Updated on 09/17/2011 11:13AM

Ten Most Wanted more focused

Ten Most Wanted gets a bath Monday at Saratoga, where on Saturday he will try to follow in his sire's footsteps and win the Travers Stakes.

SARATOGA SPRINGS, N.Y. - Wally Dollase has trained two champions and won a Breeders' Cup race. But, he still ranks as the single biggest thrill of his training career the afternoon of Aug. 23, 1997, when his Deputy Commander won the Travers Stakes by a nose over Behrens after a stirring stretch drive.

Six years later to the day, Dollase will try to re-create that feeling for himself and his partners in Horizon Stable when he sends out Ten Most Wanted, a son of Deputy Commander, in Saturday's 134th running of the Travers.

Dollase, 67, could become the first trainer since William F. Mulholland to train a Travers winner and his son. Mulholland won the 1939 Travers with Eight Thirty, who produced 1950 Travers winner Lights Up.

Dollase, 67, said he believes there are many similarities between Deputy Commander and Ten Most Wanted "in conformation and their minds." There are other similarities as well. Like his father did, Ten Most Wanted has just two wins entering the Travers and is coming off a second-place finish in the Swaps Stakes at Hollywood Park.

Also like Deputy Commander, Ten Most Wanted will be getting an equipment change for the Travers.

In 1997, Dollase took the blinkers off Deputy Commander. Saturday, he'll be putting blinkers on Ten Most Wanted. That decision was made after Ten Most Wanted lost the Swaps by a head to During after making the lead in midstretch.

"When he goes to the lead, he starts gawking and everything else besides concentrating on what he's supposed to be doing," Dollase said. "When those horses came up to him, he came on again, and one jump after the wire he was in front. Those blinkers will help him focus."

Karl Keegan is a New York-based exercise rider who got on Ten Most Wanted prior to the Belmont Stakes, where he finished a close second behind Empire Maker, the probable Travers favorite. Keegan was back aboard a blinkered Ten Most Wanted on Tuesday morning when he galloped nine furlongs around Saratoga's main track.

"He's more responsive to your command now," Keegan said. "He really, really is, as Wally thought he would be, focused. To me, he was a pigheaded horse going into the Belmont where he'd take a hold of the bridle and you'd ask him to let it go and he wouldn't let it go. Now, with the blinkers, he's focused on what he's doing in front, but he's also focused on the rider up on his back. I ask him to slow down after he switches his lead and he slows down, bows his head, and he relaxes. That's good in the morning, and then when he feels the whip in the afternoon, hopefully he'll respond to that, too."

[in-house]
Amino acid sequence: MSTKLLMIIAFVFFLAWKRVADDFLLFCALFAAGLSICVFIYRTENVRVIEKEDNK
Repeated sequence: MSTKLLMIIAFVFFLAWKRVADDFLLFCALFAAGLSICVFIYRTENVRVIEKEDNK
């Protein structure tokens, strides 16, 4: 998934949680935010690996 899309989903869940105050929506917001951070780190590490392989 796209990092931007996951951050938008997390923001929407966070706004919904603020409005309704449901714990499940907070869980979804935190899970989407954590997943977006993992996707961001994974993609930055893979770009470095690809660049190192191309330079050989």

Dollase used blinkers on Ten Most Wanted for his first three starts because the horse was simply "going through the motions," according to Aimee Dollase, Wally's daughter and assistant trainer.

Two starts after Dollase removed the blinkers from Ten Most Wanted, he rolled to a four-length victory in the Grade 2 Illinois Derby, earning a shot at the Kentucky Derby. Though Ten Most Wanted had trained brilliantly at Churchill Downs leading up to the Derby, he was bumped hard at the break and "never picked up the bridle," according to jockey Pat Day. Ten Most Wanted finished ninth behind Funny Cide.

Ten Most Wanted recovered quickly and in the Belmont Stakes gave Empire Maker all he could handle in the stretch before falling three-quarters of a length short. Ten Most Wanted was the 3-5 favorite in the Swaps and, turning for home, Day thought he'd win like one, too.

"I thought it was a question of how far - I didn't think it was a question of win or lose," Day said.

But when Day cracked Ten Most Wanted with his whip, the horse ducked away from it. When Ten Most Wanted made the lead in midstretch, Day said, "He threw his head up, pricked his ears, and just kind of lost focus."

Day was an interested spectator when Ten Most Wanted galloped Tuesday morning, and the jockey liked what he saw. If the blinkers do in a race what Keegan claims they have done for Ten Most Wanted in the morning, an upset could be in the offing.

"I'm going to go into the race with confidence, watching this horse train, looking at him now, seeing how he's doing, and knowing what he's capable of," said Day, a three-time Travers winner. "I feel I've got every opportunity to upset the apple cart, and I don't think it would be a major upset if this horse was to win. It wouldn't shock me."